Unfortunately, when we got to Petrosains, we found a sign on the door saying it was closed for several days for Hari Raya. We then went to the art gallery in the mall, only to see that it too was closed. At this point we felt fairly lost, as our plan for that day had been to 1. Go on the Petronas Skybridge 2. Spend several hours at Petrosains 3. Figure it out after that. Now the first two items on our list were off and we had a whole free day with nothing planned. Luckily we had our guidebook with us, and we quickly leafed through and realized we had done almost everything that was recommended to do in Kuala Lumpur. We had seen the caves, been to China Town and Little India, been to the museums, been to the bird park, walked around and seen the street food market areas, been to Merdeka Square, etc. So we started looking at what we could do in the surrounding area outside of the city, and settled on going to FRIM.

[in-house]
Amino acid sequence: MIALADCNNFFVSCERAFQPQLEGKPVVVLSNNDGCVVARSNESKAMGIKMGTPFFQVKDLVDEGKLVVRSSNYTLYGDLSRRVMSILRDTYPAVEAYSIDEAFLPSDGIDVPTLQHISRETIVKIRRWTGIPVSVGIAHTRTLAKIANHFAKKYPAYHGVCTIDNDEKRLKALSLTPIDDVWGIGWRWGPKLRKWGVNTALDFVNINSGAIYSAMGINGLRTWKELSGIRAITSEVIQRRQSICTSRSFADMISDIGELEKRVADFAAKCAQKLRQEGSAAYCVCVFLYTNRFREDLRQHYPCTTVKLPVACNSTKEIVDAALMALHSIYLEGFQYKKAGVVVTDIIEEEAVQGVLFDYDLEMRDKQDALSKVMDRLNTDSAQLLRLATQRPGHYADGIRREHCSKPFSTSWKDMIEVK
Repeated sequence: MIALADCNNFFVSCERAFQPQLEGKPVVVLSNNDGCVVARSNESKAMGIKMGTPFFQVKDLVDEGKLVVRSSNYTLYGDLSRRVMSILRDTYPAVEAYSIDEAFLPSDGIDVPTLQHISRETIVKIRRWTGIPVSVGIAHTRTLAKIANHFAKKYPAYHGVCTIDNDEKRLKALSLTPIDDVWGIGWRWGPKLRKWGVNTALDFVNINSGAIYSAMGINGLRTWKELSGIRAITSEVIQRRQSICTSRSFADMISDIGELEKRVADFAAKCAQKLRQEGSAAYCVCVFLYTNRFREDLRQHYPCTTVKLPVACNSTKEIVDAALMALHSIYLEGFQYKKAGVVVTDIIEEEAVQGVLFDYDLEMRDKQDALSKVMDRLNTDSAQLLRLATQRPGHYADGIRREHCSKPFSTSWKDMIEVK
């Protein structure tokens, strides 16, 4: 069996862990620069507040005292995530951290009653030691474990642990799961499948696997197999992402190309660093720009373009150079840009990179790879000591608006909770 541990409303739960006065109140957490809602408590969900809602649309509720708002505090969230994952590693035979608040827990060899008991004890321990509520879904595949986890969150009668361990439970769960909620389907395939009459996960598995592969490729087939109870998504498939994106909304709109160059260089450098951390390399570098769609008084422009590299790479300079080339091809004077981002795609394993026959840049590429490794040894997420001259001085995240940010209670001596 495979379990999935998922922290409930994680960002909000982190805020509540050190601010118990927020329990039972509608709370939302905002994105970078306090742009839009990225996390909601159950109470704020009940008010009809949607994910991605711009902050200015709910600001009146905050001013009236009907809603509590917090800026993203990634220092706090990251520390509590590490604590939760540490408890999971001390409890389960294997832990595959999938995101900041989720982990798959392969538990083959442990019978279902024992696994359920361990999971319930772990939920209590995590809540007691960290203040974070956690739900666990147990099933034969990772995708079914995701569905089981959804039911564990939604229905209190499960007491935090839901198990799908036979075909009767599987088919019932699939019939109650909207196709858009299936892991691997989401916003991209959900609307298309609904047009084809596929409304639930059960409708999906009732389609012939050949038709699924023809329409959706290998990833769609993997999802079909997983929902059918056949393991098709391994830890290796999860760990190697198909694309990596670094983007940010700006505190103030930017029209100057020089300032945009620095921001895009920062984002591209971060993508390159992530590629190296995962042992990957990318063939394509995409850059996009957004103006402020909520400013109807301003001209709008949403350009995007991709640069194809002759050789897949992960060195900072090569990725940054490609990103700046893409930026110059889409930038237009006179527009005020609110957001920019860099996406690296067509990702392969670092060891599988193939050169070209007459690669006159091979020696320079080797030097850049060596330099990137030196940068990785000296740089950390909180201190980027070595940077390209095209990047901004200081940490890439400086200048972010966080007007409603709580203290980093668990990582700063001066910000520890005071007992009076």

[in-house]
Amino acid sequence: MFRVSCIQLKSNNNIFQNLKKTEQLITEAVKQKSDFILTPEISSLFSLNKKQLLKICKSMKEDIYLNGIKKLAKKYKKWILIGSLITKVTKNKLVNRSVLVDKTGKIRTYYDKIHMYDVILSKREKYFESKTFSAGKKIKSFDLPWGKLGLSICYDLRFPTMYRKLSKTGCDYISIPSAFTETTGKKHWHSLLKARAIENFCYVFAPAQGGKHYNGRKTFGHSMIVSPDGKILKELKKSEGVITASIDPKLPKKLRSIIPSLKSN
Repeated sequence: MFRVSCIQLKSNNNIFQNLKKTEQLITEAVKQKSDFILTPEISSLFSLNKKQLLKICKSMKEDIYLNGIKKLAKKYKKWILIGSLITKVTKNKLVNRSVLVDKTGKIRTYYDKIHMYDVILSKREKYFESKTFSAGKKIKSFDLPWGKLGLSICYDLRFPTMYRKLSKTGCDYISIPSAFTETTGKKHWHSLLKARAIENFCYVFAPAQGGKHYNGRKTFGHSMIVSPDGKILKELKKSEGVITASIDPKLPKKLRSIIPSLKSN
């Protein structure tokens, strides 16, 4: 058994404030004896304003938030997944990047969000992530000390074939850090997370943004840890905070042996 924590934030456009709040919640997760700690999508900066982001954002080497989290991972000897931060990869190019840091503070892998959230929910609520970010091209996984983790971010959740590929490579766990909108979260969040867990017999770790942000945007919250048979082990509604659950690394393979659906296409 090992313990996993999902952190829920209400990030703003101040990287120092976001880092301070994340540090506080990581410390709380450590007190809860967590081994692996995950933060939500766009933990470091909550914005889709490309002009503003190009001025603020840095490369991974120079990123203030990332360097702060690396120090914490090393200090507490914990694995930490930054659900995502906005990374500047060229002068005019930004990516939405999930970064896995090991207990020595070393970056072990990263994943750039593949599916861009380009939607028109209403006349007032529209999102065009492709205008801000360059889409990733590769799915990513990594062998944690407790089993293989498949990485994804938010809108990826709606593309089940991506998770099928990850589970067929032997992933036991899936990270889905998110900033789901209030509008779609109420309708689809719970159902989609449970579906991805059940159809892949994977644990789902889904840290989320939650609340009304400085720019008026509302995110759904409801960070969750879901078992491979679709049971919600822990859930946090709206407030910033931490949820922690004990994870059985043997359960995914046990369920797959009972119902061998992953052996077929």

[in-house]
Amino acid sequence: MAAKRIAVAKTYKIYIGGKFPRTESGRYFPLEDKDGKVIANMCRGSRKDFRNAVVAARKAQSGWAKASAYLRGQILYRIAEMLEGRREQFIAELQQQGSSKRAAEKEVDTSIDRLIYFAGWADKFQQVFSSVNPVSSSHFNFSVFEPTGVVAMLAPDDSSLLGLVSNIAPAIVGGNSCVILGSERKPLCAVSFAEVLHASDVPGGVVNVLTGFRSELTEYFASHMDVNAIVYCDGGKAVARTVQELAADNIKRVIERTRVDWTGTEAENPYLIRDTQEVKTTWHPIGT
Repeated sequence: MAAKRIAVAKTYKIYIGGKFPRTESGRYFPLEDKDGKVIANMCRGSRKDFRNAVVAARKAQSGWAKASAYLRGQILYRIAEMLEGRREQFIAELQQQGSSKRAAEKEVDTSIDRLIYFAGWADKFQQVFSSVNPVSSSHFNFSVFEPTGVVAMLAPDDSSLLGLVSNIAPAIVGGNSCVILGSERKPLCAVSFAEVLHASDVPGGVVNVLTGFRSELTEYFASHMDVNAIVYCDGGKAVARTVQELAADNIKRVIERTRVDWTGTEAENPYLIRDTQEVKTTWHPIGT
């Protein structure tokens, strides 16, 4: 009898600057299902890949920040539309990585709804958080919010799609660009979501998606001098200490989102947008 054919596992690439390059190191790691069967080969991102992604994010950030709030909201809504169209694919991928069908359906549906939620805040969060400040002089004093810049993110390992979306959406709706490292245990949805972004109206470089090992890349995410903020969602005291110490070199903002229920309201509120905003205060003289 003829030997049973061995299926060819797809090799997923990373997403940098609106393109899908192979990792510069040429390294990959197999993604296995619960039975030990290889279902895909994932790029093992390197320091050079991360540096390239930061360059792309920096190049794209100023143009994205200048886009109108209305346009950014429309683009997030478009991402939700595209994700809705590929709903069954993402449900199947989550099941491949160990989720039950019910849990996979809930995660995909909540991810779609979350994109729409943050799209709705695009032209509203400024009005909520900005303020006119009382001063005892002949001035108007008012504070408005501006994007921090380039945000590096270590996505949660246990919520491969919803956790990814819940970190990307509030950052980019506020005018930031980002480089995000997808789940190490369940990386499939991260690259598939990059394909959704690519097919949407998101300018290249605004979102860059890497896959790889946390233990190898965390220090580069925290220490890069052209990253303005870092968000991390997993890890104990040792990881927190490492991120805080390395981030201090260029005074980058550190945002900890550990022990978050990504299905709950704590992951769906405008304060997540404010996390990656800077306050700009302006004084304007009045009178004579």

FRIM is the Forest Research Institute of Malaysia, and it's just about 17km outside of the city. We got the impression from our guidebook that it was a place we could hike around, and the guidebook mentioned a canopy walkway high over the forest floor which closed at 1:30pm. Our guidebook said we could take a commuter train to a suburb called Kepong, and then take a taxi to FRIM, which is what we did- after stopping off at the hotel to grab our sneakers first.

A snack I got at the train station waiting to go to Kepong. This is Nasi Lemak wrapped in the banana leaf in take-out style.